CUAC offers subsidised physiotherapy sessions every week for members. These take place in the clubhouse (2017-2018 days tbc) with Richard Luddington of Fit Again Sports Therapy. Sign up sheets are sent out a few days in advance by email. Please contact James Coxon ( if you have any queries.

If you are unable to make these sessions or require additional treatment, below is an inexhaustive list of recommended therapists in the area. We always recommend you see someone as soon as possible in order to get on with any recovery needed.

If you would like to see a physiotherapist listed here, or have feedback to give about an experience (good or bad) with one, please email Amrita Panesar (


Fit Again Sports Therapy,

Offer a 20% discount to CUAC athletes, (£20 for half hour, £32 for one hour with discount).

Richard Patman,

Offers discounted price to CUAC athletes of £20 (half hour) or £30 (full hour)

Mojo Rathbone, 01223 315541 (Osteotherapy)

Beechwood Complimentary Medical Practice, 41 Hills Road

Cambridge Physiotherapy Clinic, 01223 211606

Magog Court, Shelford Bottom, CB22 3AD

Sportsmed East, 01473 612487

David Lloyd Centre, Coldham’s Lane, CB1 3LH

Spinal Physio & Sports Medicine, 01223 350622

124 Gilbert Road, Cambridge, CB4 3PD

Cambridge Complementary Health Centre, 01223 355344

8 Rose Crescent, Cambridge, CB2 3LL

Fit for Sport Sports Therapy, 01223 837315

The Ley’s School Sports Centre, Trumpington Road, CB2 7AD

Mark Roberson (Sports Massage Therapy)

Beechwood Complementary Medical Practice, 41 Hills Road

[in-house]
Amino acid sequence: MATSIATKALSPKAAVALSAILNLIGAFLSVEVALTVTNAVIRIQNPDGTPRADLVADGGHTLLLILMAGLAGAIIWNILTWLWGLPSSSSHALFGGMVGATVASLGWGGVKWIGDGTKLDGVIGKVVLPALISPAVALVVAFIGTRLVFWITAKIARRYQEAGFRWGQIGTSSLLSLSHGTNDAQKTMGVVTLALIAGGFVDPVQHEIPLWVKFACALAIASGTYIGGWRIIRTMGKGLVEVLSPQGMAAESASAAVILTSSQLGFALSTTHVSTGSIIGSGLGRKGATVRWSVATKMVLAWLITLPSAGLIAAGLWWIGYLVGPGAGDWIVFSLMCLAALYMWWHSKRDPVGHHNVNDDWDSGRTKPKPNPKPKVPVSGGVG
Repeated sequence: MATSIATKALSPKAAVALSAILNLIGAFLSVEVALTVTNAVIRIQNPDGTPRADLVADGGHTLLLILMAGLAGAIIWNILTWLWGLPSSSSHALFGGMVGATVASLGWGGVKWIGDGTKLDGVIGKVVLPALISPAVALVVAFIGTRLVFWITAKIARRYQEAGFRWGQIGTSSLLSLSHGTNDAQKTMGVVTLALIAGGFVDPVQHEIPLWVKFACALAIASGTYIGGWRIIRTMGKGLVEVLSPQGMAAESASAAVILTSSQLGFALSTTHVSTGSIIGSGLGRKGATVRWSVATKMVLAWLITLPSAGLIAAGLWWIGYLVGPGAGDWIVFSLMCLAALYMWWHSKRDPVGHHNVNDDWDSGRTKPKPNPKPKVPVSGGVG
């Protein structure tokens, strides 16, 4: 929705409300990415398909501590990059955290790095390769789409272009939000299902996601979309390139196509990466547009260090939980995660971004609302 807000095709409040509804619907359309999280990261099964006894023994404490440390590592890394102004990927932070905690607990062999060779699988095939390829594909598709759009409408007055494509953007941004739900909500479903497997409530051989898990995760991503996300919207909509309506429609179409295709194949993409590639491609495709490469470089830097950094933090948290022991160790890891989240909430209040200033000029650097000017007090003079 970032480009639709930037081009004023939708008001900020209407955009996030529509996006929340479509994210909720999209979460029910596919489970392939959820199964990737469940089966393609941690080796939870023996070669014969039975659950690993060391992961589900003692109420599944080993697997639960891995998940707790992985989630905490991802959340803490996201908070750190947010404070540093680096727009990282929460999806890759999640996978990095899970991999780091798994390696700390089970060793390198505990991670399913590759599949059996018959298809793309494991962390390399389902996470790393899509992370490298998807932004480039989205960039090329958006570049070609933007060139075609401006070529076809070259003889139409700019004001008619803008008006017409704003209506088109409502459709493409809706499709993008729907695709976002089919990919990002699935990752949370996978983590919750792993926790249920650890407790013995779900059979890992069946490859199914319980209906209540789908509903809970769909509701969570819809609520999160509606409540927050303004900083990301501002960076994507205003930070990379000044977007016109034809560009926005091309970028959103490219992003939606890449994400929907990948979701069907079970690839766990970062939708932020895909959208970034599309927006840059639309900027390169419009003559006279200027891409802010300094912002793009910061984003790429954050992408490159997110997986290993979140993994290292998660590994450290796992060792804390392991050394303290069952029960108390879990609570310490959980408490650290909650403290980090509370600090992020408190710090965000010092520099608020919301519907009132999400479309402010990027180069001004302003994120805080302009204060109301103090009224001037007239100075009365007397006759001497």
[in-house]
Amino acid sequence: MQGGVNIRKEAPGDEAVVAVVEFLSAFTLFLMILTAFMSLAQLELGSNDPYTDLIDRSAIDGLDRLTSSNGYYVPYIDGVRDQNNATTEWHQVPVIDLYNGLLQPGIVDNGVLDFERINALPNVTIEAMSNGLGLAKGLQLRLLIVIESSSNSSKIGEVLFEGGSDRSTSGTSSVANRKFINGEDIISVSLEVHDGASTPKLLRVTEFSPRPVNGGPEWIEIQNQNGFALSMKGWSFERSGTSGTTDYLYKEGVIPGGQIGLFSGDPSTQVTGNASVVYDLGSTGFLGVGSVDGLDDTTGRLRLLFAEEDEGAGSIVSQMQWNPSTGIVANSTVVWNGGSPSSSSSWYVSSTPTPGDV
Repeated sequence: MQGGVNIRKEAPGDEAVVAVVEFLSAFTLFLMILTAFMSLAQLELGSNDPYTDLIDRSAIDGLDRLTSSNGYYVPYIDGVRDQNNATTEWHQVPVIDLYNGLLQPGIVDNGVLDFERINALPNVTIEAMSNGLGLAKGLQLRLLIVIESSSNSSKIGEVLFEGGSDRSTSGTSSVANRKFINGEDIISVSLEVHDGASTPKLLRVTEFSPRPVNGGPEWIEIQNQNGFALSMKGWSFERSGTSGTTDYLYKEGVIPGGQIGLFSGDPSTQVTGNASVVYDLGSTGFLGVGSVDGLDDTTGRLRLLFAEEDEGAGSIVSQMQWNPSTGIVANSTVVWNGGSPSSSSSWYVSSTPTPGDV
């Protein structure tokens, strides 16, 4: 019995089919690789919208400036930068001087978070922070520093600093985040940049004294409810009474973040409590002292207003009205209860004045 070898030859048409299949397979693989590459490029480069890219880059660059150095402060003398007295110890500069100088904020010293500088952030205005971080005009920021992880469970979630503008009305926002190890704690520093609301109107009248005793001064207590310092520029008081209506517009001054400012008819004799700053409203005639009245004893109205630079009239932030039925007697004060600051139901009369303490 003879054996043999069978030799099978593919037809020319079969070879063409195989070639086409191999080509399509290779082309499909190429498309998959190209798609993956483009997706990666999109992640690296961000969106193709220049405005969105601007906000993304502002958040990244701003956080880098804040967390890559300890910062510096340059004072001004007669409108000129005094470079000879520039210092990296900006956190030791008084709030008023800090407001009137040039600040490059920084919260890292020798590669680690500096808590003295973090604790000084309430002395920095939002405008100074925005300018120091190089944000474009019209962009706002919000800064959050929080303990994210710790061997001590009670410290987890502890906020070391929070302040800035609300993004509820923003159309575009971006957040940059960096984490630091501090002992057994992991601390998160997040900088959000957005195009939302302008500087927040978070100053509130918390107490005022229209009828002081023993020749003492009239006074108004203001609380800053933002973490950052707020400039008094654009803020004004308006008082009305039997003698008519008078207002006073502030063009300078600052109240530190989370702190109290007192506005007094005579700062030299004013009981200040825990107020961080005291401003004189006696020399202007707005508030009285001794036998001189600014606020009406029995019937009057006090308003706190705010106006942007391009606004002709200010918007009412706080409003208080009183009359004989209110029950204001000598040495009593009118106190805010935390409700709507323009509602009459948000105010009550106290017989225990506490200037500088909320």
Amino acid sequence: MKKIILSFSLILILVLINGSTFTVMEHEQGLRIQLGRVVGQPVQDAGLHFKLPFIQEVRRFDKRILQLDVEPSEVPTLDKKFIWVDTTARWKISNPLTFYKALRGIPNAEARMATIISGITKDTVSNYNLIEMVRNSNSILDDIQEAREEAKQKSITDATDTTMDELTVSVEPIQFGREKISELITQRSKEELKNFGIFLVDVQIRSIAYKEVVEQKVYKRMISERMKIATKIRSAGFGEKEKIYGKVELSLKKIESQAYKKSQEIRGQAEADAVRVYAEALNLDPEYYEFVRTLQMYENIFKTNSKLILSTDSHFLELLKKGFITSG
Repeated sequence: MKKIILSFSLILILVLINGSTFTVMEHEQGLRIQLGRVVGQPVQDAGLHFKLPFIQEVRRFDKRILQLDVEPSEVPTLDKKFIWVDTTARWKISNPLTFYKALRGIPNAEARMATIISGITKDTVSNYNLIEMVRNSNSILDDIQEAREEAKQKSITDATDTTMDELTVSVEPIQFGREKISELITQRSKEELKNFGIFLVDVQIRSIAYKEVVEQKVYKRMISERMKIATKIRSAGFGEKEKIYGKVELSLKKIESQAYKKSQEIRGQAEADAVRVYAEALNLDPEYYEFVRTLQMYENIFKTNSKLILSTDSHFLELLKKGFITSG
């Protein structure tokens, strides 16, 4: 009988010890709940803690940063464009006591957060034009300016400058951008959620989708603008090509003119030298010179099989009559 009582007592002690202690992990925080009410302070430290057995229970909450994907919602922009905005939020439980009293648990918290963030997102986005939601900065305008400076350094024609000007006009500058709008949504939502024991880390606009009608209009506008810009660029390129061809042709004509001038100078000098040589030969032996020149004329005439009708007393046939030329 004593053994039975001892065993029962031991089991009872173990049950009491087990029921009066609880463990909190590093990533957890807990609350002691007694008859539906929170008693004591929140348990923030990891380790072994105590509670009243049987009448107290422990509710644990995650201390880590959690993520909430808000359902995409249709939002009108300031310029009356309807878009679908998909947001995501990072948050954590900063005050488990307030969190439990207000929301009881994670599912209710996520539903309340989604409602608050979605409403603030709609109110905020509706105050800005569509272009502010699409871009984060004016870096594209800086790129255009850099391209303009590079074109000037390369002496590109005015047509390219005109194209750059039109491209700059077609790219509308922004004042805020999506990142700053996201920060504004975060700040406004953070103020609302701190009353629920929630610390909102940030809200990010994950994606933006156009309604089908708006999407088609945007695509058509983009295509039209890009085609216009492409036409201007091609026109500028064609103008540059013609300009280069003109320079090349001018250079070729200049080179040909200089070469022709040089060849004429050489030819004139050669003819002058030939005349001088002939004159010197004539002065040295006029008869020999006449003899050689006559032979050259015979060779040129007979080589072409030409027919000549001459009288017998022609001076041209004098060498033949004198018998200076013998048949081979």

Injury Advice

We have all had times of frustration where we are injured but are desperate to train and improve. This gets us nowhere.

In order to improve at your discipline you need to apply a training stimulus to your injury-free body, and then allow sufficient time to rest and recover.

There are many areas of your fitness that will improve through this method and we target them with different training modalities. For example:

• Speed – Sprints of short (up to 7 seconds) duration with full recovery

• Speed endurance/Lactic capacity – Reps of runs greater than 7 seconds with limited or full recovery

• Strength – Circuits and gym work

• Aerobic capacity – Long runs/Fartlek work/Interval runs

• Flexibility – Stretching/Massage

• Technique

These aspects are all important to all disciplines, but with different emphases. Above all, you need to be injury-free, in order to benefit.

There are two parts to injury - prevention and recovery.

Injury Prevention

This is the key to a successful training program. Most injuries that athletes sustain are as a result of an inadequate training program. Either the training is too intense, of too high a volume, or inappropriate for the athlete’s current capability.

Try to get a better understanding of your own body and how it responds to exercise. Make sure you warm up properly before a training session. If you feel like you need to do an extra lap or a particular stretch and it helps then do it. If everyone else is warming up with two laps but you feel that this is too much for your current condition then just do one lap. If you have shin splints and need to warm up on the grass in-field then go ahead and do that.

Make sure you have the right footwear. Find a pair of trainers that fit your properly and have adequate support. A lot of people choose to go to a high street shop to try on different brands and sizes and then go online to get a reasonable price.

Wear suitable clothing. If it is warm and you are doing a technical/high intensity session then you will not need many layers and what you do wear should not restrict your range of movement. Lycra shorts and a vest/t-shirt is the norm in athletics. Equally, if it is cold then make sure you wear warm clothing and keep your layers on for as long as is feasible during the training session. Think about taking your rest period inside the Pavilion which is always warm.